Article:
Policy changes dampen new straw power potential

Recent years have seen much hype surrounding opportunities for arable farmers with the expansion of straw-fired power generation.

However, changes to renewables support have put the brakes on development for the time being.

Farmers Weekly understands that plans to build straw pelleting plants have been put on hold following cuts to the Renewable Heat Incentive (RHI).

See also: Feed-in-Tarrifs changes do little to help farm AD

Last year, generator Drax blamed the removal of renewables support for its decision to stop taking UK straw for co-firing its power station near Goole.

Direct miscanthus supply contracts were transferred to specialist company Terravesta, which supplies the operational Brigg Renewable Energy Power Plant and a number of other markets.

Existing plants continue

However, several dedicated straw-fired power stations (using whole bales rather than pellets) remain operational, with another plant at Snetterton in Norfolk due to come on stream shortly (see “Main straw-fired power stations”).

Annual straw use for large-scale power generation currently totals about 800,000t and will rise to 1.05m tonnes when Snetterton comes fully online, according to the National Non-Food Crop Centre’s lead consultant for bio-based feedstocks, David Turley.

However, he expects little or no further growth of the sector due to the lack of clear government support for biomass, the cap on dedicated biomass generation supported under the old Renewables Obligation (RO) and concerns often raised during the planning process about the effect on local straw supply.

The RO closed to new applications in March 2017 and the Contracts for Difference (CfD) successor mechanism provides the only support for new biomass combined heat and power (CHP) applications, which is likely to favour larger schemes prepared to deal with the administrative burden.

Mr Turley suggests offshore wind is likely to fare better than biomass under the CfD auction system, as policymakers think it can meet 2020 renewable energy targets at lower cost. This, however, comes with greater intermittency of supply and need for expensive stand-by generation, he adds.

“[The biomass] industry argues that full costs of more intermittent technologies are not recognised and actually on that basis, biomass offers a stable, cost-effective baseload.”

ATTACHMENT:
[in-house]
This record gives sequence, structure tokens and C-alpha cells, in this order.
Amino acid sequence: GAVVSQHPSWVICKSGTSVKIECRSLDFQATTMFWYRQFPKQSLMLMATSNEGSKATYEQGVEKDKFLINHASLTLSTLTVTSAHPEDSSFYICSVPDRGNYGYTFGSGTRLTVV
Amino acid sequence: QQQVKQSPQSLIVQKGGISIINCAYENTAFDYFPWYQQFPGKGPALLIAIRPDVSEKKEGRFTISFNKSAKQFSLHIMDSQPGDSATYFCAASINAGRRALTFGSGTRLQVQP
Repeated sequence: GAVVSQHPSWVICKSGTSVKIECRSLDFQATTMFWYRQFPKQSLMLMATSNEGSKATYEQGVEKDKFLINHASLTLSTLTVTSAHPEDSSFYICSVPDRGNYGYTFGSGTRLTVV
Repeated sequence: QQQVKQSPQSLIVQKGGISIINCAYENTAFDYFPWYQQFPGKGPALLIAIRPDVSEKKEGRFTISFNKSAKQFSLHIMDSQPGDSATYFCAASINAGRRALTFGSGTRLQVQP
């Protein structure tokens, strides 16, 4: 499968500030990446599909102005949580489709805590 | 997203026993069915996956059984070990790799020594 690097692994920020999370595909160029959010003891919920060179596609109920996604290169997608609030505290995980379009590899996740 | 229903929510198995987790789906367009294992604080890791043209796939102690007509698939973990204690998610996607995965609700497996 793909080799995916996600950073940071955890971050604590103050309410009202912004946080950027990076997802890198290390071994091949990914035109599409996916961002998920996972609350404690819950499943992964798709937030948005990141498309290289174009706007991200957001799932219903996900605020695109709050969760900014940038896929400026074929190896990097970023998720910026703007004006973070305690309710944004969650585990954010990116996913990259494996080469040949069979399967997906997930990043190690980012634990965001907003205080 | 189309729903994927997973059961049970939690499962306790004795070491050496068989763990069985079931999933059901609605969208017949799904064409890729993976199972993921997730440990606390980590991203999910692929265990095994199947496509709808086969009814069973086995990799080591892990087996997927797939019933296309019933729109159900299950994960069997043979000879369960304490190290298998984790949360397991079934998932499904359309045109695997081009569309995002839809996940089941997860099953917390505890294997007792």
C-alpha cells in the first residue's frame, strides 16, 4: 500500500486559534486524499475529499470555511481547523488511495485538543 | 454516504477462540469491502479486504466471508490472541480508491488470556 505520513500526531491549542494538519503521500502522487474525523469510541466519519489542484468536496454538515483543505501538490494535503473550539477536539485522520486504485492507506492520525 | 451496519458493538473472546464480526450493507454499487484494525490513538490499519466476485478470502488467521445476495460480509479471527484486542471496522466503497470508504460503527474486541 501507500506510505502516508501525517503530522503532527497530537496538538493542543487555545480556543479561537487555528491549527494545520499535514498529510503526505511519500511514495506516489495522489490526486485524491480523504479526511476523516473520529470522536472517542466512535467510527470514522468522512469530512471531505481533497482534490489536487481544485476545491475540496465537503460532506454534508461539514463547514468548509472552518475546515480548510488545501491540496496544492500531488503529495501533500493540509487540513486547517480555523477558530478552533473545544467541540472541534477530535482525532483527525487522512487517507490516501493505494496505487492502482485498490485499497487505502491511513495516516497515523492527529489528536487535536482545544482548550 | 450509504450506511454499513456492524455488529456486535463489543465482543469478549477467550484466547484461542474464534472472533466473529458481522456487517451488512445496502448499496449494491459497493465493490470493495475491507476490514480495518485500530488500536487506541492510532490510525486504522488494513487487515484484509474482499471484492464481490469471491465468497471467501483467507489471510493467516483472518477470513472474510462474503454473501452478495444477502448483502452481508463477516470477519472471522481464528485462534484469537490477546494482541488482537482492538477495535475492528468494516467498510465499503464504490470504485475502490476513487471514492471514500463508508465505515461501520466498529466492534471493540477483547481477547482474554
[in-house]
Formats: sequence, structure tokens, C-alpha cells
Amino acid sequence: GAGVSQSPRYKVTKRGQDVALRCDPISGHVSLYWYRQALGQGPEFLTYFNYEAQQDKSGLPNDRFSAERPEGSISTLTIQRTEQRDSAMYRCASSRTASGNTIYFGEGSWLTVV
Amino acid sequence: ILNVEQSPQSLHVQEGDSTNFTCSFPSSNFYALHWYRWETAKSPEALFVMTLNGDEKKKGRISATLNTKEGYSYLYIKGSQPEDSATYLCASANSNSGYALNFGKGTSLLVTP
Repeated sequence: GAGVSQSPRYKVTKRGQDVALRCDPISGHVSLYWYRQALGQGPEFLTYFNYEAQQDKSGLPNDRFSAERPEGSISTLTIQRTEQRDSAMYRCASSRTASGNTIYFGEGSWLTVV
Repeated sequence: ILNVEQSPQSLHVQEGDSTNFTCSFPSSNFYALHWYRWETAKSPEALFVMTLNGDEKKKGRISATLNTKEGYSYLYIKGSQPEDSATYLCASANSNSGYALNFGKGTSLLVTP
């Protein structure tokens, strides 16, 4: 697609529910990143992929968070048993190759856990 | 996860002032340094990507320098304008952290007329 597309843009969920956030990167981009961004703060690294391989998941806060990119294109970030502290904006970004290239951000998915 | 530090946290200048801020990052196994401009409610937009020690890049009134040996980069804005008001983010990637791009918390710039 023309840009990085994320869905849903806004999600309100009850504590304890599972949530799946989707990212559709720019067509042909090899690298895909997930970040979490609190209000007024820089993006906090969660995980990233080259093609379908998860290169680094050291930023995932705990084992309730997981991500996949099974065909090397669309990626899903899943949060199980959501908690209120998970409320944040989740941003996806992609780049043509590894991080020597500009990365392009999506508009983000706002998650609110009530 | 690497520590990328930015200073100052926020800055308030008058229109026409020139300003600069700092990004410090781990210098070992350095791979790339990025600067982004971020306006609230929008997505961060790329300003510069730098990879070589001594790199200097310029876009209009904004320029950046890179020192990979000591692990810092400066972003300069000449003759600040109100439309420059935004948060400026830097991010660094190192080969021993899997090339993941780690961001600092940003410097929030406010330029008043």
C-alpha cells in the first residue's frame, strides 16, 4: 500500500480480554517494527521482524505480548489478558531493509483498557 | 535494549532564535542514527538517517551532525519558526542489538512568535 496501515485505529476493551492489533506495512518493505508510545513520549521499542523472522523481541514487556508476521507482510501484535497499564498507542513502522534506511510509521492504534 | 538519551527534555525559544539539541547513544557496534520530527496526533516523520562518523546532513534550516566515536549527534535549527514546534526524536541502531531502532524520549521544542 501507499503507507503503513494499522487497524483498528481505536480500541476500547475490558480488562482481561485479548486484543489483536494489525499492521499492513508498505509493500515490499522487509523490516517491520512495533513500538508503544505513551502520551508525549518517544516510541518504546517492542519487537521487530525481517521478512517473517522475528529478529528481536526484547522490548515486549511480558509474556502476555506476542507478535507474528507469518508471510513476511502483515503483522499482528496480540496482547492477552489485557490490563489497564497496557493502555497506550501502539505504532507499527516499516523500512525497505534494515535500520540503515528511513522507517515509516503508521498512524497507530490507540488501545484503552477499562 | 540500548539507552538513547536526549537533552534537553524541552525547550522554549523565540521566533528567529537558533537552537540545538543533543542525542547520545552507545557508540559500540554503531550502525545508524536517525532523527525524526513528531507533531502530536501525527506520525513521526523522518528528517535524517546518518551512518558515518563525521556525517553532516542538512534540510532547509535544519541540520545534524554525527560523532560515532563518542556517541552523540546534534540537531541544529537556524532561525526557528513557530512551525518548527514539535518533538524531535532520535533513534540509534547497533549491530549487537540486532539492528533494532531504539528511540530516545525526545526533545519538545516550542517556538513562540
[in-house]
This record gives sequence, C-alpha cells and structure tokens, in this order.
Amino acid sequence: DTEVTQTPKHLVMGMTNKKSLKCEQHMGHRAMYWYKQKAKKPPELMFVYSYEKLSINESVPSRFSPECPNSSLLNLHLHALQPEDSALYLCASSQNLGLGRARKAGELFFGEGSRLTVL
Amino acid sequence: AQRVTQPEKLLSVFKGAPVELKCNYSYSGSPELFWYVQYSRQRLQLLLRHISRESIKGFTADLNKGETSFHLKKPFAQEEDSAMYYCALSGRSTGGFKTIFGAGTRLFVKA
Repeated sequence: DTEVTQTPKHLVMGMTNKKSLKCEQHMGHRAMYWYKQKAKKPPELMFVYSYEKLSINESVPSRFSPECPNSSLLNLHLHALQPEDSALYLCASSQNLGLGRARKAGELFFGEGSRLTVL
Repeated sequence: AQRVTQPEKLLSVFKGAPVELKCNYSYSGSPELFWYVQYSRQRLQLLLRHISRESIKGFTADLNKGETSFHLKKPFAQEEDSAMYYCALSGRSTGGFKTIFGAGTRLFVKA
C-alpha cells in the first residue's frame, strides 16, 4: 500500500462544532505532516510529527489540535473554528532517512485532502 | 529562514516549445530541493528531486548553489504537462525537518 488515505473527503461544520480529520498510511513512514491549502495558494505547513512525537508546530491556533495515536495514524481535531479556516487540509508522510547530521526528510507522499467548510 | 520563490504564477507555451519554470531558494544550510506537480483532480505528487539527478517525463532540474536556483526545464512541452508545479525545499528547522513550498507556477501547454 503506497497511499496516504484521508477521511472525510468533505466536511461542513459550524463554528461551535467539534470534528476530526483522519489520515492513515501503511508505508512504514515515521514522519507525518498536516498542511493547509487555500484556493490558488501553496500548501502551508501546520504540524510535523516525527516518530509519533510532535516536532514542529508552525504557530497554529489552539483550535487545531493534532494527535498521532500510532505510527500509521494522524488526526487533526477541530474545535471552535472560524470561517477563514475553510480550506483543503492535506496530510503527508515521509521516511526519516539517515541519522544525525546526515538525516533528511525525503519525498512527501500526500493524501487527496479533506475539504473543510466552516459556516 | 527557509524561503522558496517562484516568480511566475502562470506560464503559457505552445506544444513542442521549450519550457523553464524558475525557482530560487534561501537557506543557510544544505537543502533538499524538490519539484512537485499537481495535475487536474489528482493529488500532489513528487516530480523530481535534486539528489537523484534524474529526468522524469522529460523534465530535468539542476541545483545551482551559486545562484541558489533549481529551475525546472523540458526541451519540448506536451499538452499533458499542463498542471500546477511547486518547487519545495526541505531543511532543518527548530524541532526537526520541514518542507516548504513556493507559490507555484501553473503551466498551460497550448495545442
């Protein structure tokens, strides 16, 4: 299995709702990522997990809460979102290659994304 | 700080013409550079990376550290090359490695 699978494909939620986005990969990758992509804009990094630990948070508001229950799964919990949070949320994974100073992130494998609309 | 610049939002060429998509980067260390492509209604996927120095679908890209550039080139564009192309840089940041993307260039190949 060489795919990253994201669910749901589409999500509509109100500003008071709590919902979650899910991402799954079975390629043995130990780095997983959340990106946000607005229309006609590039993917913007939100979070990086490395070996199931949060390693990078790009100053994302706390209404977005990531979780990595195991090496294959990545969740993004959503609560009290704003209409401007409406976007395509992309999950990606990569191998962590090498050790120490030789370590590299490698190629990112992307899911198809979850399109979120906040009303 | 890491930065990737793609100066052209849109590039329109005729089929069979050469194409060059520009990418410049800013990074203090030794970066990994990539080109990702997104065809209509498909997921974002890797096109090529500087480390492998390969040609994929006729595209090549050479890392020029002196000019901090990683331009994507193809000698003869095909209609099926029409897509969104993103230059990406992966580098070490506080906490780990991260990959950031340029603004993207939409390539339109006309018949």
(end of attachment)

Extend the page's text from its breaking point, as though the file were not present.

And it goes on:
Mr Turley says the recent RHI review that led to a single tariff across all capacities supported under the scheme could favour large (>1MW thermal) plants, although many developers still find it challenging to secure a large heat consumer nearby to make the project viable.

The legislation to enact the RHI policy change is also being delayed by the snap election.

“A wider concern is the lack of any clarity on budgets for the RHI beyond 2020, for which we await the autumn budget and a new administration to add to the uncertainty,” says Mr Turley.

Future opportunities?

Longer term, Mr Turley believes biomass still has an important role to play, as reducing energy use and decarbonising the UK energy sector for heat, fuels and transport remain important political goals given the 2050 targets to cut greenhouse gases.

There may also be opportunities for greater straw use beyond the power and heat sectors, he adds.

In particular, straw is seen as a reliable, consistent feedstock for advanced biofuel (bioethanol) production, which could mean more demand from fuel producers.

Much depends on government aspirations under the UK Renewable Transport Fuel Obligation (RTFO) after 2020. A consultation on proposed changes to RTFO targets up to 2030 closed in January and a response is due after the election, possibly this summer but more likely in the autumn, says Mr Turley.

Main straw-fired power stations



Generation capacity


Estimated straw demand (tonnes)

Elean Biomass Power Station, Elean Business Park, Ely, Cambridgeshire


Operational since September 2000

170,000-228,445t (also miscanthus 1,269t)

Sleaford Renewable Energy Plant, Eslaforde Park, Sleaford, Lincolnshire


Operational since November 2014

240,000t (wheat straw mainly)

Brigg Renewable Energy Plant, Scawby Brook, North Lincolnshire


Operational since February 2016

240,000t wheat straw. Anticipated 10% will be from miscanthus initially

Snetterton Biomass Energy Plant, Chalk Lane, Snetterton, Norfolk


Commissioning. Completion expected in spring 2017

250,000t straw

*Source: NNFCC